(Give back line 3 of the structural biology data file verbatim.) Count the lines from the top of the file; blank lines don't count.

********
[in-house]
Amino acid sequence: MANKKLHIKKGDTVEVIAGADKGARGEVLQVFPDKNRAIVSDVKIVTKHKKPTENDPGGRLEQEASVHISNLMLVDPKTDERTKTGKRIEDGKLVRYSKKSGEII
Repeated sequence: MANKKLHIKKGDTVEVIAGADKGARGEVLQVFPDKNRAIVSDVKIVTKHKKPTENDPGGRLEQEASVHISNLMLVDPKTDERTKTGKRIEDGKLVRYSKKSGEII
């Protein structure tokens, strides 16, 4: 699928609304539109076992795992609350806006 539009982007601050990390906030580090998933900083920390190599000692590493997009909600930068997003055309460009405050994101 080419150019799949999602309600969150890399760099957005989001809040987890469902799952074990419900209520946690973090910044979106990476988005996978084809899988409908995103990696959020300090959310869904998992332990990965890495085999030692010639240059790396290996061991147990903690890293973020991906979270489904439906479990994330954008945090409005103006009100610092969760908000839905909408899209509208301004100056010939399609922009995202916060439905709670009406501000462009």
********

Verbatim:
Repeated sequence: MANKKLHIKKGDTVEVIAGADKGARGEVLQVFPDKNRAIVSDVKIVTKHKKPTENDPGGRLEQEASVHISNLMLVDPKTDERTKTGKRIEDGKLVRYSKKSGEII